Not every fifth-grader who eats a cupcake immediately exclaims, "I got oil!" But for the fifth-graders from Ramon Garza Elementary School, almost everyone struck a chocolatey core Wednesday at the Aera Energy Academy.
Cupcakes were only a segment of the plentiful hands-on explanation of the oil industry at the Academy. The cupcakes represented the earth as the kids stuck clear straws, or oil drillers, into the center of their cupcakes to see if they'd struck oil, or chocolate.
"I got oil, I'm rich now," Diego Rodriguez exclaimed.
A few kids only had vanilla cupcakes, sans chocolate cores. Bill Senecal, an Aera engineering technician, said that was OK.
"Sometimes we don't always find oil and that's OK," he told the kids.
The cupcakes also helped demonstrate a process students see every day, as drillers are peppered throughout Bakersfield.
Cindy Pollard, the public affairs director for Aera, said that many children — and even adults — don't know the breadth of oil applications.
"Practically everything we touch, on a daily basis, are petroleum products," Pollard said. "Which are all derived from oil."
Pollard said Kern County and Bakersfield is not only a huge source for oil, but also STEM (science, technology, engineering and mathematics) jobs as whole. Bakersfield is huge agricultural community and many of those jobs are in the STEM field.
"The STEM jobs here are endless," Pollard said.
This hands-on lesson was also a seed of inspiration sowed into the minds of these fifth-graders.
Teacher Francisca Torivio said that many of her students have already changed their minds on what they want to be when they grow up: to STEM careers.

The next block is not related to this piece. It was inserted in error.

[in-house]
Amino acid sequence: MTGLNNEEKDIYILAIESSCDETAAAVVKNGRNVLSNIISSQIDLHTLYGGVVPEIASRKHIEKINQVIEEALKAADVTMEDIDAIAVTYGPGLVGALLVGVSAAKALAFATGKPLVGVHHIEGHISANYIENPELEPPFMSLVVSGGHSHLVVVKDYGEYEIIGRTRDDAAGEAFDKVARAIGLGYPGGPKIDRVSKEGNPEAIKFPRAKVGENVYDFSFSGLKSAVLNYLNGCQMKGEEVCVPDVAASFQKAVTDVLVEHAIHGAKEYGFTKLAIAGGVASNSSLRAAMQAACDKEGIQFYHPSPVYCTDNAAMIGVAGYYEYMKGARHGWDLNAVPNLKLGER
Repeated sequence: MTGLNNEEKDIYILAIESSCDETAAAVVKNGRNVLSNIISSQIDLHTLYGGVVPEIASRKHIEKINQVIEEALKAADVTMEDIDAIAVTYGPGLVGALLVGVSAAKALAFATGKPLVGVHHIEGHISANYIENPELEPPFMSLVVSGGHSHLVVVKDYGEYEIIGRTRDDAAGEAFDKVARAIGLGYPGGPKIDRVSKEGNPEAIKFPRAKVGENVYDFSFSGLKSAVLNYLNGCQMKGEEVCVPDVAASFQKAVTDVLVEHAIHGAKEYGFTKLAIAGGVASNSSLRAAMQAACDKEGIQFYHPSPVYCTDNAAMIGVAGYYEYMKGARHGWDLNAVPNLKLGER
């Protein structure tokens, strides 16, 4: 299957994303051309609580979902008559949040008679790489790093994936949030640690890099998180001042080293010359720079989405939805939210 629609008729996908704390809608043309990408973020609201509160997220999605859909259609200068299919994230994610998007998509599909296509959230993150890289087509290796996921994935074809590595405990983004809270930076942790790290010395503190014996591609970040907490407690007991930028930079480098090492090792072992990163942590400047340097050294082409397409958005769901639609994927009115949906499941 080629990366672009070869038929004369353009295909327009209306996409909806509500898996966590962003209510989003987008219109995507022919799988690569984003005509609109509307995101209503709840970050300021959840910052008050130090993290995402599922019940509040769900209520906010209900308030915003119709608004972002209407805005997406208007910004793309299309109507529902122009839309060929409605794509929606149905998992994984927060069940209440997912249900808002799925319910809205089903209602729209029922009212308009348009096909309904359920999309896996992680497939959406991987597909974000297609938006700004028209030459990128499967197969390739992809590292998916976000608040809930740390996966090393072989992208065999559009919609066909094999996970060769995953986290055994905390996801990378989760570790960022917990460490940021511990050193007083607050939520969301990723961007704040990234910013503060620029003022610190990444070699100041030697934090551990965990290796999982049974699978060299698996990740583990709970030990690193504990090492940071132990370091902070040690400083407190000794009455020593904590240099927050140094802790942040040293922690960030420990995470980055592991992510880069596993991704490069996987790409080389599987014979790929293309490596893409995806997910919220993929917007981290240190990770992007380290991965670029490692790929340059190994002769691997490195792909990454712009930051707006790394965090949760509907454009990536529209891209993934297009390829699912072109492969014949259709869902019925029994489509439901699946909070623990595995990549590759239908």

"We've had some lessons in class where they have been able to relate to and say 'Hey I've seen that,'" Torivio said.
Student Daniela Martinez said her performance in the Garza Elementary's math bowl and placement on the principal's list every year will help her achieve her goal of becoming either an engineer or archaeologist.
"I'm very good at math, see?" Daniela said, whipping around, pointing to text on the back of her Garza Elementary Math Bowl t-shirt.
"I'd like to get better at science, though," she said.
Diego Hernandez felt as determined as Martinez.
"From the first day of school I wanted to be an engineer," he said.
But others didn't have the epiphany of wanting to be a STEM professional until the Aera Academy.
"I'm happy here, I could be an engineer and live here," Mariah Ceballos said.
The Academy had multiple stations dedicated to real-world examples of oil byproducts and applications other than gasoline for cars, like toys and sneakers.
"We want to help people understand the oil and gas industry, it's complicated," Pollard said. "We want to demystify the industry."
By giving these fifth-graders a hands-on experience, they're inspiring future engineers, as well as educating them.